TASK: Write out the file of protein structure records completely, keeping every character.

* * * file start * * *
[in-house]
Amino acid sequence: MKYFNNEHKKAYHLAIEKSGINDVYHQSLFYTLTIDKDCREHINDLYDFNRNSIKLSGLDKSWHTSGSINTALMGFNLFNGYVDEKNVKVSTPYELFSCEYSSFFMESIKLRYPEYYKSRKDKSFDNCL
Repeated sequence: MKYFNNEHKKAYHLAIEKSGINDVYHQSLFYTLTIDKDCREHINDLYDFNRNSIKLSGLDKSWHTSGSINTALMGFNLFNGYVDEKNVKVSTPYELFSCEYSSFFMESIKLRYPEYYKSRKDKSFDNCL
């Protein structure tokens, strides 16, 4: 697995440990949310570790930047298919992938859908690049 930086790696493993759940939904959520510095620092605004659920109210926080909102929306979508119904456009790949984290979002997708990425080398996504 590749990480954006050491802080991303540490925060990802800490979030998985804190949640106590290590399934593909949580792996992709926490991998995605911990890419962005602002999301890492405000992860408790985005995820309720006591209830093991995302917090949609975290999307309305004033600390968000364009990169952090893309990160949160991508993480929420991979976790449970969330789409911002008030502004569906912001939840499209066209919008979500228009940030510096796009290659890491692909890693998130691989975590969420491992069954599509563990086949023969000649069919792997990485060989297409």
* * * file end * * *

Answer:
[in-house]
Amino acid sequence: MKYFNNEHKKAYHLAIEKSGINDVYHQSLFYTLTIDKDCREHINDLYDFNRNSIKLSGLDKSWHTSGSINTALMGFNLFNGYVDEKNVKVSTPYELFSCEYSSFFMESIKLRYPEYYKSRKDKSFDNCL
Repeated sequence: MKYFNNEHKKAYHLAIEKSGINDVYHQSLFYTLTIDKDCREHINDLYDFNRNSIKLSGLDKSWHTSGSINTALMGFNLFNGYVDEKNVKVSTPYELFSCEYSSFFMESIKLRYPEYYKSRKDKSFDNCL
């Protein structure tokens, strides 16, 4: 697995440990949310570790930047298919992938859908690049 930086790696493993759940939904959520510095620092605004659920109210926080909102929306979508119904456009790949984290979002997708990425080398996504 590749990480954006050491802080991303540490925060990802800490979030998985804190949640106590290590399934593909949580792996992709926490991998995605911990890419962005602002999301890492405000992860408790985005995820309720006591209830093991995302917090949609975290999307309305004033600390968000364009990169952090893309990160949160991508993480929420991979976790449970969330789409911002008030502004569906912001939840499209066209919008979500228009940030510096796009290659890491692909890693998130691989975590969420491992069954599509563990086949023969000649069919792997990485060989297409």